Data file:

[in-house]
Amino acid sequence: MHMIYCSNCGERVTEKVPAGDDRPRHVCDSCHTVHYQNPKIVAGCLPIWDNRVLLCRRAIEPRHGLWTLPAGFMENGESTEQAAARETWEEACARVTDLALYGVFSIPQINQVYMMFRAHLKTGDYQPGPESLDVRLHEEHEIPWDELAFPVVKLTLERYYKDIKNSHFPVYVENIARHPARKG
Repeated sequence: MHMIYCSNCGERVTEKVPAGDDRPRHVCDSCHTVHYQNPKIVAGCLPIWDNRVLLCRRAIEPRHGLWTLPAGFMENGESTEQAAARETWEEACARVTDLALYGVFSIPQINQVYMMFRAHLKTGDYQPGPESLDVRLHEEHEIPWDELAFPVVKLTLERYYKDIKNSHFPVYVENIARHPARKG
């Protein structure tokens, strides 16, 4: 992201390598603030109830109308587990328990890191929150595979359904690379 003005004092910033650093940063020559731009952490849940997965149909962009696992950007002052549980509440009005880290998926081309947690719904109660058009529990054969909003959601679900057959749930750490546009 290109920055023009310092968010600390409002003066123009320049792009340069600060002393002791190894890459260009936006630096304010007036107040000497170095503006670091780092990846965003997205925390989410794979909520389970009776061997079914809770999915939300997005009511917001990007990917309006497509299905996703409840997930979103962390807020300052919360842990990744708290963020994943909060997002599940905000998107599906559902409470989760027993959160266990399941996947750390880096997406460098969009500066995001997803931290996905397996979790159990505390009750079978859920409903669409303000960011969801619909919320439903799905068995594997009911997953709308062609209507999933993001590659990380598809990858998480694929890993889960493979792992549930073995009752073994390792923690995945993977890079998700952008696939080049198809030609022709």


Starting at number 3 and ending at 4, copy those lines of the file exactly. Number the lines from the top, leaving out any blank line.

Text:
Repeated sequence: MHMIYCSNCGERVTEKVPAGDDRPRHVCDSCHTVHYQNPKIVAGCLPIWDNRVLLCRRAIEPRHGLWTLPAGFMENGESTEQAAARETWEEACARVTDLALYGVFSIPQINQVYMMFRAHLKTGDYQPGPESLDVRLHEEHEIPWDELAFPVVKLTLERYYKDIKNSHFPVYVENIARHPARKG
């Protein structure tokens, strides 16, 4: 992201390598603030109830109308587990328990890191929150595979359904690379 003005004092910033650093940063020559731009952490849940997965149909962009696992950007002052549980509440009005880290998926081309947690719904109660058009529990054969909003959601679900057959749930750490546009 290109920055023009310092968010600390409002003066123009320049792009340069600060002393002791190894890459260009936006630096304010007036107040000497170095503006670091780092990846965003997205925390989410794979909520389970009776061997079914809770999915939300997005009511917001990007990917309006497509299905996703409840997930979103962390807020300052919360842990990744708290963020994943909060997002599940905000998107599906559902409470989760027993959160266990399941996947750390880096997406460098969009500066995001997803931290996905397996979790159990505390009750079978859920409903669409303000960011969801619909919320439903799905068995594997009911997953709308062609209507999933993001590659990380598809990858998480694929890993889960493979792992549930073995009752073994390792923690995945993977890079998700952008696939080049198809030609022709």